iOS 4 Murders iPhone 3G ... but Nobody's Perfect
Apple is once again facing a storm of complaints -- this time over the deathly effects of upgrading an iPhone 3G or 3GS to the latest version of its mobile operating system, iOS 4. Though the problem is not as bad as Apple's recent Antennagate flap, it "does add to the perception that Apple's products aren't as vaunted as they once were portrayed to be," said Greg Sterling, principal of Sterling Market Intelligence.
07/30/10 5:00 AM PT
Apple is looking into reports that its iOS 4 does not run well on older devices such as the iPhone 3G and 3GS.
To be sure, Apple has warned from the beginning that not all of the features -- in particular, the multitasking in iOS 4 -- could be supported on older devices. However, owners of those phones have found that upgrading resulted in problems more extreme than the lack of new features.
Complaints and comments on tech boards include battery life that is substantially diminished when iOS 4 is installed on these handsets. There are also accounts of the phones becoming very hot. Most of the complaints, though, center on devices that slow down to the point where they are barely functional.
3G and 3GS owners don't have to upgrade, Rob Walch, host of Today in iOS, told MacNewsWorld -- and given the proliferating reports of trouble, it is best that they don't.
"Look, these are old phones that were designed for what was then OS 2.0," Walch pointed out. "Smartphones age faster than computers, too. It is not surprising that people are having these problems."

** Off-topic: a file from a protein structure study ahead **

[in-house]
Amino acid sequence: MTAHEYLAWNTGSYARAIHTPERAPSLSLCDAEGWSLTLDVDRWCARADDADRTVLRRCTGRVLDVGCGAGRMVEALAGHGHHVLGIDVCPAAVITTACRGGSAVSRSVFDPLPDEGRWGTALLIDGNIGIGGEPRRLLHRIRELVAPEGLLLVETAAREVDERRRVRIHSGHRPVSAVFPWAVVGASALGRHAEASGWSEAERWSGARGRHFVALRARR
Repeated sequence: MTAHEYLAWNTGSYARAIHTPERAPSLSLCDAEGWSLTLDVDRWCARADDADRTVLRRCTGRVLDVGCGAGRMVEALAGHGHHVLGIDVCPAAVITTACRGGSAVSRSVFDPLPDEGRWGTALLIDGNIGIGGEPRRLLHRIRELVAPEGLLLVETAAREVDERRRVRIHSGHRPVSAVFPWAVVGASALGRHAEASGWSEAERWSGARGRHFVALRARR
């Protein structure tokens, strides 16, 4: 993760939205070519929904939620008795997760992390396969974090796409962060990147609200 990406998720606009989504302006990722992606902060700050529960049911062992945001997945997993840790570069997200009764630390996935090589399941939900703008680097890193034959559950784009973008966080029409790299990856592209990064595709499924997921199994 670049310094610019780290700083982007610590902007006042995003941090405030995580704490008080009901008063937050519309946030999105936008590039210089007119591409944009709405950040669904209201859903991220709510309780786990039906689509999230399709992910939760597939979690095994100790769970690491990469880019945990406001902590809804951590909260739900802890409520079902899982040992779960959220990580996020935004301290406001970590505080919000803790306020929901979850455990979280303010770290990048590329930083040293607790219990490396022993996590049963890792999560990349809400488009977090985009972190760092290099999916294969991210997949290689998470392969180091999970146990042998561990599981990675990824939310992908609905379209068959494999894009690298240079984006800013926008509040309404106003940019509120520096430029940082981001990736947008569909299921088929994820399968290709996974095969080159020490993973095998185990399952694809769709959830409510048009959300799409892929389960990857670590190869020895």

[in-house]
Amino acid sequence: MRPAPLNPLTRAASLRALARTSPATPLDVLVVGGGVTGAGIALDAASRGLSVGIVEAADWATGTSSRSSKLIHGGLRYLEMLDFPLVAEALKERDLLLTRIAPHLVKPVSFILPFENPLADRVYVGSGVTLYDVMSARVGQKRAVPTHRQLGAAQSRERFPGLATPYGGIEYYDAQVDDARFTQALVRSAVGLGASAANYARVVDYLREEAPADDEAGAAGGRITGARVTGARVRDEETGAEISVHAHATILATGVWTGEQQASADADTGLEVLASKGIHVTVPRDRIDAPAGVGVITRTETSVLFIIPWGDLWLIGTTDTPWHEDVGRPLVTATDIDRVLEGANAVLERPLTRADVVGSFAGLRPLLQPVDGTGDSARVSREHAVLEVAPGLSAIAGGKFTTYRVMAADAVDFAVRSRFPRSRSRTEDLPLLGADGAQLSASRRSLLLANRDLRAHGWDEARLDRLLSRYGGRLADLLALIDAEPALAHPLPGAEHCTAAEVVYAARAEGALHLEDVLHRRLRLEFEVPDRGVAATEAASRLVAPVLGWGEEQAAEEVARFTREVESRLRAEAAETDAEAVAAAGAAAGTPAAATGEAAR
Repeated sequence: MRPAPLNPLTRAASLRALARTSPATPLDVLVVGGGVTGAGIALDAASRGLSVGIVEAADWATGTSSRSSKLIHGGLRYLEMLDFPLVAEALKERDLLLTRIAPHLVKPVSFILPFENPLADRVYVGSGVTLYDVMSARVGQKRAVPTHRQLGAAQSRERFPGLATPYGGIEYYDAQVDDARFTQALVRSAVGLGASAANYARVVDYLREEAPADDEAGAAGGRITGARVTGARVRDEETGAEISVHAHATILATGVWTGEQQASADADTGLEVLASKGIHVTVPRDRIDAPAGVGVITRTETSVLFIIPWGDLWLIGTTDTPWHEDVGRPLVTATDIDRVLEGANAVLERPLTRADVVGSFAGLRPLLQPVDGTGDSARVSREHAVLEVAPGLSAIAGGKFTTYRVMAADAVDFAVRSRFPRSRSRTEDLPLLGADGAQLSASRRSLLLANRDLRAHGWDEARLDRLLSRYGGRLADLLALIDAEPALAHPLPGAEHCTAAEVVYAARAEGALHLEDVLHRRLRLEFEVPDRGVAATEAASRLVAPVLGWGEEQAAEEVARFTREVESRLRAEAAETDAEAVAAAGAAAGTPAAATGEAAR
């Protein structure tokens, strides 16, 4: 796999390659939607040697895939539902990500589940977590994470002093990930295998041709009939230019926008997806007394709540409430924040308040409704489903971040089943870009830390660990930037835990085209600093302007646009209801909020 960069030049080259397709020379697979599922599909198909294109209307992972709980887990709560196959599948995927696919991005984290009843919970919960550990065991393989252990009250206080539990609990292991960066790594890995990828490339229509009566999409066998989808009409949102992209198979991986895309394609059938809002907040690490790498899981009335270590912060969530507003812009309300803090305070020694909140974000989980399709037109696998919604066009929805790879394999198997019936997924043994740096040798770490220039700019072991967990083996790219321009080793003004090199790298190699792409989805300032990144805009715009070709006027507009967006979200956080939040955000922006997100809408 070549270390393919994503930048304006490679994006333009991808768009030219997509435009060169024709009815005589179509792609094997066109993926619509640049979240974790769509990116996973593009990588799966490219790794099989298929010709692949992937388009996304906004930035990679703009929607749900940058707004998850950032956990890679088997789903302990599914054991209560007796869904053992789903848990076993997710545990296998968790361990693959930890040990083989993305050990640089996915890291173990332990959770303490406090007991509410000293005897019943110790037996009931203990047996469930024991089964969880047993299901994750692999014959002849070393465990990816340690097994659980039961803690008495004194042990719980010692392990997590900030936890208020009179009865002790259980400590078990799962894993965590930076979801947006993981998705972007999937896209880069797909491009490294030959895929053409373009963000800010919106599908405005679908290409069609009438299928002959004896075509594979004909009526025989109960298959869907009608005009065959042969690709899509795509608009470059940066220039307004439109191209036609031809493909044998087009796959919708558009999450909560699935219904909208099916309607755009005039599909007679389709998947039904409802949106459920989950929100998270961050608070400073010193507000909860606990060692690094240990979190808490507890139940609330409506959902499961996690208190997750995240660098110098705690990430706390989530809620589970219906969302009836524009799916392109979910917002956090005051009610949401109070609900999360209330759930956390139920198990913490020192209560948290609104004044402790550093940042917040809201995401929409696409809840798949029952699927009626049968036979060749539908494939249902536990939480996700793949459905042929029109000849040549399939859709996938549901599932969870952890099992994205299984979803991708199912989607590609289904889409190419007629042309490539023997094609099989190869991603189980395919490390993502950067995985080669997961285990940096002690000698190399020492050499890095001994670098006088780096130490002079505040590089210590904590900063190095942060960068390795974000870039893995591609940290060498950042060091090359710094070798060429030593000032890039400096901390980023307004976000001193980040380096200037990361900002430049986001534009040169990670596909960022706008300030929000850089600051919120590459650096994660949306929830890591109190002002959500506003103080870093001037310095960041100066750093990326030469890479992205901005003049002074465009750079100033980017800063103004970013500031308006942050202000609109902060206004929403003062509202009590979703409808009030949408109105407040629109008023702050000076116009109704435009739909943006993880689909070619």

The latest version of the device, compared with the earlier generations, he noted, has quadruple the internal memory and probably twice as much processing power.
Turn Off Spotlight
For those with older handsets who already have upgraded to iOS 4, Walch suggests disabling as many functions in Spotlight as possible. That feature appears to be a trigger point for upgraded users, at least based on the calls he has received on the subject.
The best way to do that is to go to Settings, General, Home Button and click on Spotlight Search, according to a Today in iOS listener. Then, uncheck everything except Contacts, Applications and Music.
The listener said he tried a hard start, a restore, and restore as new, said Walch, but that clicking off the Spotlight features was the most effective.
Another approach is to downgrade a 3G or 3GS from iOS 4 to iOS 3.1.3. Step-by-step instructions are available online, courtesy of Lifehacker.
Another Black Eye for Apple
This latest headache for Apple comes on the heels of Antennagate -- the brouhaha over reception problems many iPhone 4 users were having because of its antenna design. After complaints reached a crescendo, Apple eventually apologized for the problem and offered users a special case, the Bumper, which addressed the issue.
It's not as though the problems 3G and 3GS owners are having will be the last straw for Apple, despite the antenna issues, Greg Sterling, principal of Sterling Market Intelligence, told MacNewsWorld.
It is to the company's credit that it is looking into the upgrade problems instead of ignoring them, as Apple appeared to have done when the complaints about reception first surfaced.
"I don't think this is as bad a problem, but it does add to the perception that Apple's products aren't as vaunted as they once were portrayed to be," Sterling said. "Sometimes, it is now clear, they don't work -- or have glitches. That is a bit of a change for Apple."